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Attack on the Clones: The High Fatality in Cow Cloning Explained

Dec 13, 2016 07:13 AM EST
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The high fatality in cow cloning explained
Researchers from the U.S. and France studied gene expression in developing clones and they’ve discovered that majority of losses are due to embryonic death, a failure during the implantation process, or the development of a defective placenta. (Photo by Sean Gallup/Getty Images)

The 20th anniversary of cloning Dolly the sheep has marked two decades of scientific advancement but many cloned embryos still fail to make it to term. Researchers from the U.S. and France studied gene expression in developing clones and they've discovered that majority of losses are due to embryonic death, a failure during the implantation process, or the development of a defective placenta.

Harry Lewin from UC Davis Department of Evolution and Ecology used RNA sequencing to study the gene expression in cloned cows during implantation in to understand the molecular mechanisms that resulted in a high rate of pregnancy failure for clones since the survival rate is at most 10 percent. A result of a 12-year collaboration, the study published in the journal Proceedings of the National Academy of Sciences was able to combine the French team's expertise in cloning and reproductive biology with the U.S. team's expertise in functional genomics.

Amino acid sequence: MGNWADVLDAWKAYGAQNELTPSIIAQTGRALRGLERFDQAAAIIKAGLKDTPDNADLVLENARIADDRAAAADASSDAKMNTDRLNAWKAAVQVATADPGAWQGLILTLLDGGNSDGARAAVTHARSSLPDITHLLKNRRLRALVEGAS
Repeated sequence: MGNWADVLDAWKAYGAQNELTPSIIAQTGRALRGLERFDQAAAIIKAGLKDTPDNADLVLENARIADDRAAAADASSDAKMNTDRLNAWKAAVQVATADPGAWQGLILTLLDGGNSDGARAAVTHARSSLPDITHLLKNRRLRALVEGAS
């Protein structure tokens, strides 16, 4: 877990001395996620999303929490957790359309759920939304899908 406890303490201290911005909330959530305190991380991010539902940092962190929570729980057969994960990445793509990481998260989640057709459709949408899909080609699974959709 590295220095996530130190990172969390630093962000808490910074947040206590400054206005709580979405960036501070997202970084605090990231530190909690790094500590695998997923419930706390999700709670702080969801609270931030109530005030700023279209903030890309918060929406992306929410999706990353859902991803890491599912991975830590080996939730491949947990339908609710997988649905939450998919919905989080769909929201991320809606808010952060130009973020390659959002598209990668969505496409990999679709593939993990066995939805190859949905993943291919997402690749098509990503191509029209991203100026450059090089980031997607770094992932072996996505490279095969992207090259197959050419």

Lewin stated, "The study has resulted in the redefinition of our understanding of how nuclear reprogramming affects gene expression in extraembryonic tissues of cloned cattle embryos and the exquisite communication between clones and their recipient mothers."

Olivier Sandra, the team leader for the study at the Institut National de la Recherche Agronomique in France, believes the team has made a significant discovery. "The large amount of data our collaboration has generated sheds light on mechanisms that account for embryonic losses at implantation. They also provide new insights on how events taking place at implantation drive the progression of pregnancy and shape the post-natal phenotype of the progeny, in cattle as well as in other mammalian species."

By studying tissue from cloned cow embryos at the 18 and 34 days of development and utilizing RNA sequencing, the researchers noted multiple genes with and abnormal expression that resulted in the high fatality rate for cloned embryos. Looking at the extraembryonic tissue of the cloned cows at day 18, the researchers discovered anomalies in expression of more than 5,000 genes. Non-cloned cows conceived using artificial insemination were used as a control group.

Upon reaching day 34 of development, the pattern of gene expression was much more similar to control cows derived from artificial insemination. This suggests that surviving clones were able to implant in the uterus and begin to form a placenta. These results indicate that the loss of cloned cows before implantation could be caused by problems with critical developmental genes in the extraembryonic tissue.

"Our data confirm that the interactions between the uterus and the extra-embryonic tissues is critical during implantation, making this step a major hurdle for the progression of pregnancy," shared Sandra.

"We now understand why clones fail, which can lead to improvements in the process of cloning of animals," said Lewin, adding as a warning, "Our discoveries also reinforce the need for a strict ban on human cloning for any purposes."

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